States that companies are confronted by increasing competition and changing employment practices; struggling with recession conditions and searching for excellence…
States that companies are confronted by increasing competition and changing employment practices; struggling with recession conditions and searching for excellence resulting in the impetus behind the adoption of new forms of work organization. Addresses the impact of human resource management (HRM) and total quality management (TQM) as organizations continually strive to adapt to radical change in pursuit of survival. Two companies were selected for inclusion in the business case analysis. Besides a number of concluding factors, presents a framework specifically designed to enhance successful firms and assist companies on the road to introducing programmes of HRM and TQM.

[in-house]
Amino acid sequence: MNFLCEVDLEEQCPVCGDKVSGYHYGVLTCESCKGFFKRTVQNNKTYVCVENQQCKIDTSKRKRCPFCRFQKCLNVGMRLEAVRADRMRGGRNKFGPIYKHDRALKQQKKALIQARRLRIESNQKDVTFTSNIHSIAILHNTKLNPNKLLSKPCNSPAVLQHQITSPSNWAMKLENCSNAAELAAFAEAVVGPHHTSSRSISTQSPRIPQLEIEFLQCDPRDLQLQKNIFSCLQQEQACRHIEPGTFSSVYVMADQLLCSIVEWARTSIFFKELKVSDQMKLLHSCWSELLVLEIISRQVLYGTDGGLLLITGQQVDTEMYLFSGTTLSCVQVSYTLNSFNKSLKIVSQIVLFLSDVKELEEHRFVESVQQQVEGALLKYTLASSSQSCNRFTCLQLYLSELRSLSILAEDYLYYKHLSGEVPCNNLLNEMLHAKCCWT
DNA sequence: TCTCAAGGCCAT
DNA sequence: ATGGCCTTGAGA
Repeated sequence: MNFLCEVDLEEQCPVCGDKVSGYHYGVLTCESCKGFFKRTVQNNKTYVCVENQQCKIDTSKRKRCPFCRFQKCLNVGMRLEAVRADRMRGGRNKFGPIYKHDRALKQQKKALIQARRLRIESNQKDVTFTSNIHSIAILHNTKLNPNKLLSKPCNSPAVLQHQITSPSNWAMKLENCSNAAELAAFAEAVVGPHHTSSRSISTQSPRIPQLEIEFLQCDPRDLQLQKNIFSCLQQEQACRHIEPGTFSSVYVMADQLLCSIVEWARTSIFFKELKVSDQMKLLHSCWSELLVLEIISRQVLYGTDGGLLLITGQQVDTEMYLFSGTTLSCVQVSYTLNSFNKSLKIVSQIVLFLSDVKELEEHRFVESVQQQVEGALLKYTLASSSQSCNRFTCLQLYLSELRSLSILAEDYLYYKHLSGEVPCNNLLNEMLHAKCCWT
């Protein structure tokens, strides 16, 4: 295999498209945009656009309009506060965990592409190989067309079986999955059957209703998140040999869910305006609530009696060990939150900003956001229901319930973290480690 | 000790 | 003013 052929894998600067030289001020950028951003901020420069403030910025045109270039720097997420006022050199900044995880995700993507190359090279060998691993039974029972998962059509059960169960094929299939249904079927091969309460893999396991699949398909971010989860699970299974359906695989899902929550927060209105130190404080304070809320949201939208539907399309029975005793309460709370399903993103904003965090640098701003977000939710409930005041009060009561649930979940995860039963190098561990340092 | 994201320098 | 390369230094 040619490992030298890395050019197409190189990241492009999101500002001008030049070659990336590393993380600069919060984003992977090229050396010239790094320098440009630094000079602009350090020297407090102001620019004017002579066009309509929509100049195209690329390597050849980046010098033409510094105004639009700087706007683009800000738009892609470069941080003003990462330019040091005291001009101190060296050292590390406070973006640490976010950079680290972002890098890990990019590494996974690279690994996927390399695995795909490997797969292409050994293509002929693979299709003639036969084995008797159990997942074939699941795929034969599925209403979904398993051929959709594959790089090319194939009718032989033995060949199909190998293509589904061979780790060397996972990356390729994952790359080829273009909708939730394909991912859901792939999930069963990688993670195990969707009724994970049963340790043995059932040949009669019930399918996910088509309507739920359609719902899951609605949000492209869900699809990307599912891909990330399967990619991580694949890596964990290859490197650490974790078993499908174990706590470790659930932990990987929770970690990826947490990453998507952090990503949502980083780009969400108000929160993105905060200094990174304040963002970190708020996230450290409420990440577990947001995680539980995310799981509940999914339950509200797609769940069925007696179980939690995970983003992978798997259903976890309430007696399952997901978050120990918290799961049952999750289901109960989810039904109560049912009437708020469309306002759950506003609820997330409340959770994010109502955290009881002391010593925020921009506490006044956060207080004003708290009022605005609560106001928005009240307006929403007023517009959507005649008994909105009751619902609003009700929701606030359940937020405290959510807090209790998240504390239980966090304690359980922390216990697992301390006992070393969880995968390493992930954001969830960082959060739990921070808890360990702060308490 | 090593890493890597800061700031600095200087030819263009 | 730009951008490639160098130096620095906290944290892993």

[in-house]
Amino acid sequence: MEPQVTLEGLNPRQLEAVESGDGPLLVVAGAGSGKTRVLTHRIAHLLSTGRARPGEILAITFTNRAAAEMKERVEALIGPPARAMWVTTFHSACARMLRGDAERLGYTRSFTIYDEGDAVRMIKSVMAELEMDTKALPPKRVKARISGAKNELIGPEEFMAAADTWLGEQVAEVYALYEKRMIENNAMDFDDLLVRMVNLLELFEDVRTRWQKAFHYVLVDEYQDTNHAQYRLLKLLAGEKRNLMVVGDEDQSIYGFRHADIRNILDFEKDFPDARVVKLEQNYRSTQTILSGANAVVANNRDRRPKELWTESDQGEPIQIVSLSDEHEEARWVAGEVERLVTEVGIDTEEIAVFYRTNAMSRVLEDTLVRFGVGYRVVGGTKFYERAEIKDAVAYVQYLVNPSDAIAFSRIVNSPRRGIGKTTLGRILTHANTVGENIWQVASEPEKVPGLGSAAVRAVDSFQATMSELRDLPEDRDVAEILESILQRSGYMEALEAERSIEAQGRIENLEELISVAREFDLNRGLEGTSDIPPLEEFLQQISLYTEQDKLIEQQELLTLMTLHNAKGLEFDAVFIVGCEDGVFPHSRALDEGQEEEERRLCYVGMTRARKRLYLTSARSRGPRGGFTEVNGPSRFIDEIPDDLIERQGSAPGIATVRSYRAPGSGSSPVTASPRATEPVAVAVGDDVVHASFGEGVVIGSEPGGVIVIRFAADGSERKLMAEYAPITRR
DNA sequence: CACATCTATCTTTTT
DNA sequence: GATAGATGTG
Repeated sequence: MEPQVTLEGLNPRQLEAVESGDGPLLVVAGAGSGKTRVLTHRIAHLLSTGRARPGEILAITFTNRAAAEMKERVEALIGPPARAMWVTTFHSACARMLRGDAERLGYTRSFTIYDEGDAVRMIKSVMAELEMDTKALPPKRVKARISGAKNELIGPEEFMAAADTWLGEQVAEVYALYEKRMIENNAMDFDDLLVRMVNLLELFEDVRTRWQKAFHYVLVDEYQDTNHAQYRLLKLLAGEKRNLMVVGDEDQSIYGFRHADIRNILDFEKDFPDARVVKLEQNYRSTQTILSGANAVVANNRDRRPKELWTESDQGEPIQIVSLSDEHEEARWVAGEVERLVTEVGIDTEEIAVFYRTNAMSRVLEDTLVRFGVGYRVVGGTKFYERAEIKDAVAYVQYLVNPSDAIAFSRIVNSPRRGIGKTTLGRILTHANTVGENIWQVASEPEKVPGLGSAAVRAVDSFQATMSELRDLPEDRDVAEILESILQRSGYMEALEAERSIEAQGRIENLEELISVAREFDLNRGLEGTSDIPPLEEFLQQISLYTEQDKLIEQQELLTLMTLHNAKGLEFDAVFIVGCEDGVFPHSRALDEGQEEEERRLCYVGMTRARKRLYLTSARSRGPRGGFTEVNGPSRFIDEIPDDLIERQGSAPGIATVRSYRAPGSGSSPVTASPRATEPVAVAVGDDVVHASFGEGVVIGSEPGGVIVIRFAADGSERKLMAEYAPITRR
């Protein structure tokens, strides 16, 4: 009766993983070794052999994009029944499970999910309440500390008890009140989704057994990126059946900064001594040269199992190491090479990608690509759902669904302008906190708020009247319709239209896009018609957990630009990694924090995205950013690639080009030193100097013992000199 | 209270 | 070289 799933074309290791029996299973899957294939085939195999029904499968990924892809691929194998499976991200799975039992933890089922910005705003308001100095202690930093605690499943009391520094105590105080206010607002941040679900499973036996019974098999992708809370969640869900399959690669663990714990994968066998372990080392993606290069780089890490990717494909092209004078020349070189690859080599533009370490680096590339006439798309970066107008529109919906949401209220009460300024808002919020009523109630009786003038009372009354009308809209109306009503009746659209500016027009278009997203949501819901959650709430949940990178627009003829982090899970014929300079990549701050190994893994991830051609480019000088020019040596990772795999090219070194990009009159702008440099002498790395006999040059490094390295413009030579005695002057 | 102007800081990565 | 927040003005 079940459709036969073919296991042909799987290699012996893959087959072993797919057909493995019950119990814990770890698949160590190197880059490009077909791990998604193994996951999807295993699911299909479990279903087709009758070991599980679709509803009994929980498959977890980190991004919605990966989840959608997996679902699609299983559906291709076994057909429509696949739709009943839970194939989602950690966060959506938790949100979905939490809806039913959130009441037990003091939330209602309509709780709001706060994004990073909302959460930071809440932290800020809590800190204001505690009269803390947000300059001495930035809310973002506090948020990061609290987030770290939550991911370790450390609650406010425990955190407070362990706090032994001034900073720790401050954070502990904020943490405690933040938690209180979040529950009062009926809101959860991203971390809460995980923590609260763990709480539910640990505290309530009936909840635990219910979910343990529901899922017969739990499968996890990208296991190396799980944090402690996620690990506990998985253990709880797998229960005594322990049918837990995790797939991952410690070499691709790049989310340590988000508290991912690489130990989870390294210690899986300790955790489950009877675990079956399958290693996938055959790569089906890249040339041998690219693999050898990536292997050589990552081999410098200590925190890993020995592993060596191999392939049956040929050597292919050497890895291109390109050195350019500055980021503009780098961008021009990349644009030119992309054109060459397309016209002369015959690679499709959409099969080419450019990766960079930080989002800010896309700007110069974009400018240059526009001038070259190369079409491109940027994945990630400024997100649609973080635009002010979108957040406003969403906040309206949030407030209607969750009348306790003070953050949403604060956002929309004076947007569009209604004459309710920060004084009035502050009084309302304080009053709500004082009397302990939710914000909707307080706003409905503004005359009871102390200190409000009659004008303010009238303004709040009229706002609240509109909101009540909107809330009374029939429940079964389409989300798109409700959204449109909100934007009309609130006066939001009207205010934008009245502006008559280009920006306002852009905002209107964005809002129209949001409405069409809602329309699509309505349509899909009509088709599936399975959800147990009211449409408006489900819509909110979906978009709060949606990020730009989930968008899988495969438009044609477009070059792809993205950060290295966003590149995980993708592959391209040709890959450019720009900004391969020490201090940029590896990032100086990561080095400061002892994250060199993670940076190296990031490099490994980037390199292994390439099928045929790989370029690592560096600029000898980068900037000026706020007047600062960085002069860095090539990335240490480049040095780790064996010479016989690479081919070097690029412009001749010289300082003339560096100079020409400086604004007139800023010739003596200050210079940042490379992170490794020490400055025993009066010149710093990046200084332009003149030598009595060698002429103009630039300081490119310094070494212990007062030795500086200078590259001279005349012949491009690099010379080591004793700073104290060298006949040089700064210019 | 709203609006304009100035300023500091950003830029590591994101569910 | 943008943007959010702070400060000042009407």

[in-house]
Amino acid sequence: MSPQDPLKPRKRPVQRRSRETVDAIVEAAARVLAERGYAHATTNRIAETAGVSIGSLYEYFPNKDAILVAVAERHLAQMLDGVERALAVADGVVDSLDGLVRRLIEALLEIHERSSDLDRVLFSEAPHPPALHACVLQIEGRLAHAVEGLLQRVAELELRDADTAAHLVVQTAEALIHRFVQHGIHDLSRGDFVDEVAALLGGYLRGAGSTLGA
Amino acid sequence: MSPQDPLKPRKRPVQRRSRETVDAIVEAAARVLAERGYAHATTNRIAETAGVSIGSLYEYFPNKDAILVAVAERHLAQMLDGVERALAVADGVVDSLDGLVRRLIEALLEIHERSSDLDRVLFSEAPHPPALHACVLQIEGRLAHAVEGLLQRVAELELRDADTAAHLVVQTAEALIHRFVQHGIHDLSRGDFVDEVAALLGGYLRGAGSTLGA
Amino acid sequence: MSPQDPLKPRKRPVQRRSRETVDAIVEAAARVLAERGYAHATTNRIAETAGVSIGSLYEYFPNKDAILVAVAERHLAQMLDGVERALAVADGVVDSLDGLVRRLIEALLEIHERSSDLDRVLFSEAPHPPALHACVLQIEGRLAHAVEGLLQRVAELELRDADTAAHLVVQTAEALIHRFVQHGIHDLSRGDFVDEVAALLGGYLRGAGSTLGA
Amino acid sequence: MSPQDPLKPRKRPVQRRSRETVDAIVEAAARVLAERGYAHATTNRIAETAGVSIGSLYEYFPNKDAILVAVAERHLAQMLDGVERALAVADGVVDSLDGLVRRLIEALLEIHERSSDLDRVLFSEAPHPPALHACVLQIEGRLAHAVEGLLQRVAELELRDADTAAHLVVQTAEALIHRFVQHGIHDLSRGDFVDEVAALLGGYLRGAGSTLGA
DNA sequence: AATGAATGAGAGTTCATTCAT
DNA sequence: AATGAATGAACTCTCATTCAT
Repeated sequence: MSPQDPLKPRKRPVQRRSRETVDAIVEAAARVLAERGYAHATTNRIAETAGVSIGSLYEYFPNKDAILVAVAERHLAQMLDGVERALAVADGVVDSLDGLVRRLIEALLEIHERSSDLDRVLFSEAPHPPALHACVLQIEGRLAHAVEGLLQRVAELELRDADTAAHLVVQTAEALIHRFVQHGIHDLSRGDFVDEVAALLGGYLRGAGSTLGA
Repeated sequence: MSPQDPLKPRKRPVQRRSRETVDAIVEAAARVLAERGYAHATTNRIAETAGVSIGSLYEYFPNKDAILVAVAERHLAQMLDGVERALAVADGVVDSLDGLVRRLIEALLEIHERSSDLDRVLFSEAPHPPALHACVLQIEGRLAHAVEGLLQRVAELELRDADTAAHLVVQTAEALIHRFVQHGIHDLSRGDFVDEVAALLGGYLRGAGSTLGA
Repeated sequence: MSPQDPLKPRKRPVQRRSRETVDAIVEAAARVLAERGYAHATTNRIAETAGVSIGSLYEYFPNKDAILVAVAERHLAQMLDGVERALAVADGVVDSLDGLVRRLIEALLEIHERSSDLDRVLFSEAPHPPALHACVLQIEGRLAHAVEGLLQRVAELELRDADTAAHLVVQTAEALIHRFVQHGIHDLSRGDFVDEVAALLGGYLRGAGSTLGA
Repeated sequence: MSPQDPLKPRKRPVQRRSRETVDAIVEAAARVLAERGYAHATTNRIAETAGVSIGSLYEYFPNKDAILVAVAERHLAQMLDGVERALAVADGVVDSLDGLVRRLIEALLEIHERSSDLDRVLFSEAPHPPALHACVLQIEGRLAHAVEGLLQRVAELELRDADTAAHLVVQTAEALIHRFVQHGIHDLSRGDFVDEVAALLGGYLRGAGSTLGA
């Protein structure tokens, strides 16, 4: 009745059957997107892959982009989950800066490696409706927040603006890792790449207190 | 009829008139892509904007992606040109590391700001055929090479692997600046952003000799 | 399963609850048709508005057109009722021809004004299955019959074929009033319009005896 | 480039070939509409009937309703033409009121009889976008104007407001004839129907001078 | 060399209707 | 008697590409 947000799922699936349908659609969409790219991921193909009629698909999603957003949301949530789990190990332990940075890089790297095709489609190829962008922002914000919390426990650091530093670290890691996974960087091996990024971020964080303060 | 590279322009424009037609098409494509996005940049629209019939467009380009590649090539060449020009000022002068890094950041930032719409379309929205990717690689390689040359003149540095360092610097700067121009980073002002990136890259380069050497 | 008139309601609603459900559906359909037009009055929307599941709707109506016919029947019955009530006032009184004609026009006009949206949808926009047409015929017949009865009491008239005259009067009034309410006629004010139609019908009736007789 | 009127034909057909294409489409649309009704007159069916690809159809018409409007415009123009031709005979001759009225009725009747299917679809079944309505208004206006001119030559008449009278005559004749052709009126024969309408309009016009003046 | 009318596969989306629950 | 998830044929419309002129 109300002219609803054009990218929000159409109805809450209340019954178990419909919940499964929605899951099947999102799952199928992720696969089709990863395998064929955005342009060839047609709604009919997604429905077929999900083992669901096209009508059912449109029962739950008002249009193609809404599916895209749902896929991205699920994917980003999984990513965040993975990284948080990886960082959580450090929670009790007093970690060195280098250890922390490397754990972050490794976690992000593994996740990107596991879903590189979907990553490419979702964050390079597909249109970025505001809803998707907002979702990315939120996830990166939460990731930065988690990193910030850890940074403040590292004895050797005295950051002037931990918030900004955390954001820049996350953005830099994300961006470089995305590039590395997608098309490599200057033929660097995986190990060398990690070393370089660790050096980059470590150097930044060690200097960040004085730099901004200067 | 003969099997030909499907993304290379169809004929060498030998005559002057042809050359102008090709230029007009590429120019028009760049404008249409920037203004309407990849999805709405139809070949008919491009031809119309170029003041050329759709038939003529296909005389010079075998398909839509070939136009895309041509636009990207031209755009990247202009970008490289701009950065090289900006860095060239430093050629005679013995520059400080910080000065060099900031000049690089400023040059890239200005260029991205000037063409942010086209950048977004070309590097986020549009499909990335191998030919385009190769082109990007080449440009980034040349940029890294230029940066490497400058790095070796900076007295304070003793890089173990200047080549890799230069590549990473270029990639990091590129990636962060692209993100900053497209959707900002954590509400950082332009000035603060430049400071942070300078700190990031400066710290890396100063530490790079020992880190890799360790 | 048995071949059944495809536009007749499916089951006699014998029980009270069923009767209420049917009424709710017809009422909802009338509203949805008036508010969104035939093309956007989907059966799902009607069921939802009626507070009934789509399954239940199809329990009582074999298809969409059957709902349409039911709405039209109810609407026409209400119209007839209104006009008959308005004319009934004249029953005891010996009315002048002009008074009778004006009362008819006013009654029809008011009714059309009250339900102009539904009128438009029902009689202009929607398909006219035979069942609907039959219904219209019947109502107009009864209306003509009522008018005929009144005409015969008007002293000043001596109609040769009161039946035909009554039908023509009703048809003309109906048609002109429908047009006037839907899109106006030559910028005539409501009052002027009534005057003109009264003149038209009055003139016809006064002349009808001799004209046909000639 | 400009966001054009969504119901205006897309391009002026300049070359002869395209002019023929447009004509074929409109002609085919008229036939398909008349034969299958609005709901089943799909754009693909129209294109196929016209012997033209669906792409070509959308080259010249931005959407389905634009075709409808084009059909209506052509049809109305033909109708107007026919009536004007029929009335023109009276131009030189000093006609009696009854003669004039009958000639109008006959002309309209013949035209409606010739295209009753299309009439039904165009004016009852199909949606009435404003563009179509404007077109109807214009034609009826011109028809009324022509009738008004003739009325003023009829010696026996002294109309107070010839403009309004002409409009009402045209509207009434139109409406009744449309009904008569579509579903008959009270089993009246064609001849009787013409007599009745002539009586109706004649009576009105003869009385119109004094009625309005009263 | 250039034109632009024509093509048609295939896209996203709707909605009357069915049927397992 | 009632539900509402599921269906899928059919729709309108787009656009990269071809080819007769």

This paper investigates which company characteristics affect the decision to introduce profit‐sharing. Unlike most studies, this paper relies on a ten‐year panel. The…
This paper investigates which company characteristics affect the decision to introduce profit‐sharing. Unlike most studies, this paper relies on a ten‐year panel. The results presented in this paper are based on the estimation of a panel data fixed‐effect logit model. Given that they are immune from heterogeneity bias, it is believed that these results are more reliable than those obtained by estimating cross‐sectional models. These results are in line with the common findings of the literature. Companies that are more likely to introduce profit‐sharing (PS) are larger firms which invest more, due to the lower cost of debt, and tend to pay higher wages as an incentive to boost the initially lower productivity. These companies are more likely to undertake investment projects which support the interpretation of PS as a risk‐sharing device.